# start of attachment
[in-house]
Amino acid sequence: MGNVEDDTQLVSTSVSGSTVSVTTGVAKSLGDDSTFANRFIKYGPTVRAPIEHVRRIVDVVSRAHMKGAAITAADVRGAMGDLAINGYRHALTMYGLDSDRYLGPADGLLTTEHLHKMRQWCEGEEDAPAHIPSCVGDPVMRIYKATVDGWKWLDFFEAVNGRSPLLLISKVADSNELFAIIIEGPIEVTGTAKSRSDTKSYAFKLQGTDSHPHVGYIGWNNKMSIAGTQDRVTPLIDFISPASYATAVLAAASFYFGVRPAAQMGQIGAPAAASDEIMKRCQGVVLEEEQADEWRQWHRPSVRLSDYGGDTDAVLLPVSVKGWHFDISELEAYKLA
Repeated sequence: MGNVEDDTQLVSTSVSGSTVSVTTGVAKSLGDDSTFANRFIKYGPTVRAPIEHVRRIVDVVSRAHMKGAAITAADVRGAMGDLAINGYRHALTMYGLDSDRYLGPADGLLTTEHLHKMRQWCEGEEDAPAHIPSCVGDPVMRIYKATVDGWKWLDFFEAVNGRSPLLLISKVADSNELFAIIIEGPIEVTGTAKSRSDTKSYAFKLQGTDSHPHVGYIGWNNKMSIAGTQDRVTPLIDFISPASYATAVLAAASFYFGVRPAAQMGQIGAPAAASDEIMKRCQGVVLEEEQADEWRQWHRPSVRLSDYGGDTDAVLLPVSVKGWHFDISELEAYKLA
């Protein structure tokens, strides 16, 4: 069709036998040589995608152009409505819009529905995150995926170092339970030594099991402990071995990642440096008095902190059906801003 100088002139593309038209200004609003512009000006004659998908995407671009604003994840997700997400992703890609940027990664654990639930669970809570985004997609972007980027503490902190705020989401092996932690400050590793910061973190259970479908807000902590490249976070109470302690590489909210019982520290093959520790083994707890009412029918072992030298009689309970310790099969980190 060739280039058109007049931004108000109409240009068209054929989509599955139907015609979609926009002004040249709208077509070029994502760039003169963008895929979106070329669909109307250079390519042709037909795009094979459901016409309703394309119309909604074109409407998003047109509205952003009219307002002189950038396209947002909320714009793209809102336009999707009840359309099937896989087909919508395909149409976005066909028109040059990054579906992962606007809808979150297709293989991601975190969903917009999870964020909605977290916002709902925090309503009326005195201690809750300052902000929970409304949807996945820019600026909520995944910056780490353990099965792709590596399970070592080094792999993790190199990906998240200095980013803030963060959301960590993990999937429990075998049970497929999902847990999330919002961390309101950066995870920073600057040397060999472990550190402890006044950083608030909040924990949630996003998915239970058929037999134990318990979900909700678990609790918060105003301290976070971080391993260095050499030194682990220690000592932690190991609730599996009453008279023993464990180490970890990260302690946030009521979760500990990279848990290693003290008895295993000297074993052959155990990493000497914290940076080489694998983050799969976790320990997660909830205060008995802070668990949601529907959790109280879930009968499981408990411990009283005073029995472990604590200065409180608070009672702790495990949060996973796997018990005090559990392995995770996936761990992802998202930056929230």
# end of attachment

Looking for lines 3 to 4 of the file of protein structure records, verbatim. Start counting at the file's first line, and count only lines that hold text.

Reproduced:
Repeated sequence: MGNVEDDTQLVSTSVSGSTVSVTTGVAKSLGDDSTFANRFIKYGPTVRAPIEHVRRIVDVVSRAHMKGAAITAADVRGAMGDLAINGYRHALTMYGLDSDRYLGPADGLLTTEHLHKMRQWCEGEEDAPAHIPSCVGDPVMRIYKATVDGWKWLDFFEAVNGRSPLLLISKVADSNELFAIIIEGPIEVTGTAKSRSDTKSYAFKLQGTDSHPHVGYIGWNNKMSIAGTQDRVTPLIDFISPASYATAVLAAASFYFGVRPAAQMGQIGAPAAASDEIMKRCQGVVLEEEQADEWRQWHRPSVRLSDYGGDTDAVLLPVSVKGWHFDISELEAYKLA
């Protein structure tokens, strides 16, 4: 069709036998040589995608152009409505819009529905995150995926170092339970030594099991402990071995990642440096008095902190059906801003 100088002139593309038209200004609003512009000006004659998908995407671009604003994840997700997400992703890609940027990664654990639930669970809570985004997609972007980027503490902190705020989401092996932690400050590793910061973190259970479908807000902590490249976070109470302690590489909210019982520290093959520790083994707890009412029918072992030298009689309970310790099969980190 060739280039058109007049931004108000109409240009068209054929989509599955139907015609979609926009002004040249709208077509070029994502760039003169963008895929979106070329669909109307250079390519042709037909795009094979459901016409309703394309119309909604074109409407998003047109509205952003009219307002002189950038396209947002909320714009793209809102336009999707009840359309099937896989087909919508395909149409976005066909028109040059990054579906992962606007809808979150297709293989991601975190969903917009999870964020909605977290916002709902925090309503009326005195201690809750300052902000929970409304949807996945820019600026909520995944910056780490353990099965792709590596399970070592080094792999993790190199990906998240200095980013803030963060959301960590993990999937429990075998049970497929999902847990999330919002961390309101950066995870920073600057040397060999472990550190402890006044950083608030909040924990949630996003998915239970058929037999134990318990979900909700678990609790918060105003301290976070971080391993260095050499030194682990220690000592932690190991609730599996009453008279023993464990180490970890990260302690946030009521979760500990990279848990290693003290008895295993000297074993052959155990990493000497914290940076080489694998983050799969976790320990997660909830205060008995802070668990949601529907959790109280879930009968499981408990411990009283005073029995472990604590200065409180608070009672702790495990949060996973796997018990005090559990392995995770996936761990992802998202930056929230």